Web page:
The Pros and Cons of Capital Punishment by Noel F. de Jesus
“The death penalty issue always puts in
question the fairness, efficiency and accuracy of our judicial system. People ask why is it
that the rich generally escape capital punishment?”
Almost everybody who witnessed the execution of Jaime
Jose, Basilio Pineda, Jr., Edgardo Aquino, convicted rapists of actress Maggie de la Riva in
1972, described the affair as a sordid and depressing experience.
Their electrocution evoked a general feeling of shock
that even the most hardened individuals found hard to conceal.
The executions revived an old controversy regarding the
abolition or adoption of capital punishment. Is the practice of legal killing of criminals
On February 10, 1970, President Marcos issued a general
retrieve of all death convicts, pending the study of pros and cons of the issue by Congress.
The law-making body, however, shelved the matter and the issue remained unsolved until the
adjournment of the eight Congress in 1971.
Meanwhile, the presidential reprieve was lifted, but
then Director of Prisons Alejo Santos managed to stave off all executions until his
retirement from public service.
Ruben Ablaza, convicted to die for the abduction and
rape of Annabelle Huggins, was spared by a commutation of sentence to life imprisonment.
Armingol Hanasan, convicted murderer for insurance, died
of heart failure a few before his execution in 1971.
There were no executions during the administration of
Cory Aquino and Fidel V. Ramos. Although the 1987 Constitution abolished capital punishment,
it allowed Congress to have the last say. Congress reestablished capital punishments and Leo
Echegaray may be the first man to be executed by the state since 1970.
Proponents of the abolition of capital punishment
contend that the trend in modern penology is reformative and not retribution.
More civilized countries tend to shun the practice of
exacting “life for a life.” Their lawmakers say that the death penalty is not succeeded in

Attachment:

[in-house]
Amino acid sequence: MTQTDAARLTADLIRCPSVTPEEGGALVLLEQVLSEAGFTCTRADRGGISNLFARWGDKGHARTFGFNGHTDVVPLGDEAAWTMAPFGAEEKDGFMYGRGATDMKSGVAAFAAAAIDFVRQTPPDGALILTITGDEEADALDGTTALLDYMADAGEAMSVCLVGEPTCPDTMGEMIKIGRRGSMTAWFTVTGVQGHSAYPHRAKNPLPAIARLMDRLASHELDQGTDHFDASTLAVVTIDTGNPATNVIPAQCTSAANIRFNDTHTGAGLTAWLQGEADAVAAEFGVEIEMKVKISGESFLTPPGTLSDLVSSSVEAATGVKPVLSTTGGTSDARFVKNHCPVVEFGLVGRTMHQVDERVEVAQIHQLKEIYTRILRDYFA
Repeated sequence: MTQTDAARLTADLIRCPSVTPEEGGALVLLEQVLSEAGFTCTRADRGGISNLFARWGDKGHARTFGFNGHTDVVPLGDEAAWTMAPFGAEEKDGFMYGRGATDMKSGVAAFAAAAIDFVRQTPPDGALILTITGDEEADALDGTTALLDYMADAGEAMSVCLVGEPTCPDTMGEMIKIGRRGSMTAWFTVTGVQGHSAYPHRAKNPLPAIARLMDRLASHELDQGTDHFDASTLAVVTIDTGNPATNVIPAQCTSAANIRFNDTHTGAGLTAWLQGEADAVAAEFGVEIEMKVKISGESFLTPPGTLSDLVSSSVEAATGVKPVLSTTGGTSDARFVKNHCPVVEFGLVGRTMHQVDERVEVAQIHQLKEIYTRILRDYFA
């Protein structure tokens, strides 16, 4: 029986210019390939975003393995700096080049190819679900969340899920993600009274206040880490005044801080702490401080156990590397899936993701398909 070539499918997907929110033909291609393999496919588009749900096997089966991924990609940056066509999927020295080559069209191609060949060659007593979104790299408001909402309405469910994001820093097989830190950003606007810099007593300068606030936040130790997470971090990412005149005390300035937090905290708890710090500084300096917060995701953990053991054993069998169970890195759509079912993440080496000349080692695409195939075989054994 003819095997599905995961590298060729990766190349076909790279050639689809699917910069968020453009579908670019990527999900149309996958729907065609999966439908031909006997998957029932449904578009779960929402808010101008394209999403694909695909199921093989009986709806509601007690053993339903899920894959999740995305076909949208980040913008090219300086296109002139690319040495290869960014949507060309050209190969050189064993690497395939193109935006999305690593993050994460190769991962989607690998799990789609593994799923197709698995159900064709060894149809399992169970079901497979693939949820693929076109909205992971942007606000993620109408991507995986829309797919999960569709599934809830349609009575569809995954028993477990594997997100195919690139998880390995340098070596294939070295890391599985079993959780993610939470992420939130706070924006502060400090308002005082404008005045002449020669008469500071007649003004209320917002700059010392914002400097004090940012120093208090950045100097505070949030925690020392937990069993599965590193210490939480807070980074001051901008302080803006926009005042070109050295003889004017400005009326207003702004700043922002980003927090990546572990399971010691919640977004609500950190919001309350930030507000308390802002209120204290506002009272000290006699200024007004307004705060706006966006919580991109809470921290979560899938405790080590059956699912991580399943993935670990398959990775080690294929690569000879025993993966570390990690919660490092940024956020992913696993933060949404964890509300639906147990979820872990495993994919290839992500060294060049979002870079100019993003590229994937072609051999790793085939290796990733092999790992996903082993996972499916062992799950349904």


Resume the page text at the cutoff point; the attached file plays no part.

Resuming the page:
diminishing criminality at all.
In 1971, then Senator Salvador Laurel, an abolitionist,
filed a bill proposing the abolition of capital punishment. In the explanatory portion of
the bill, Laurel stated:
“Capital punishment is principally vindictive. It
originated from the cruel and inhuman principle of lex taliones, or ‘an eye for an eye, a
tooth for a tooth’, which has no place in a Christian and civilized society like ours. It is
patterned after the old classical theory of criminology which establishes a direct
proportion between crime and punishment, believing that man can thereby be deterred from
committing more crimes.
“This school of thought has been proved wrong, as shown
by the prevalence of criminality today, not only in our country but in almost every part of
the world.” The pro-death side insists that the death penalty has been an effective punishment for
vicious criminals. They aver that capital punishment is a strong deterrent against crime.
Judge Guillermo Guevara, a leading exponent of retention
of the supreme penalty, argues:
“Every state has the right to protect and
defend itself from all those who threaten its existence.
“And no one can deny that the dangerously depraved
criminal threatens the existence and order of any civilized society.
“Stripped of emotional considerations, therefore, the
execution of such a man is simply necessary social cauterization. The death penalty is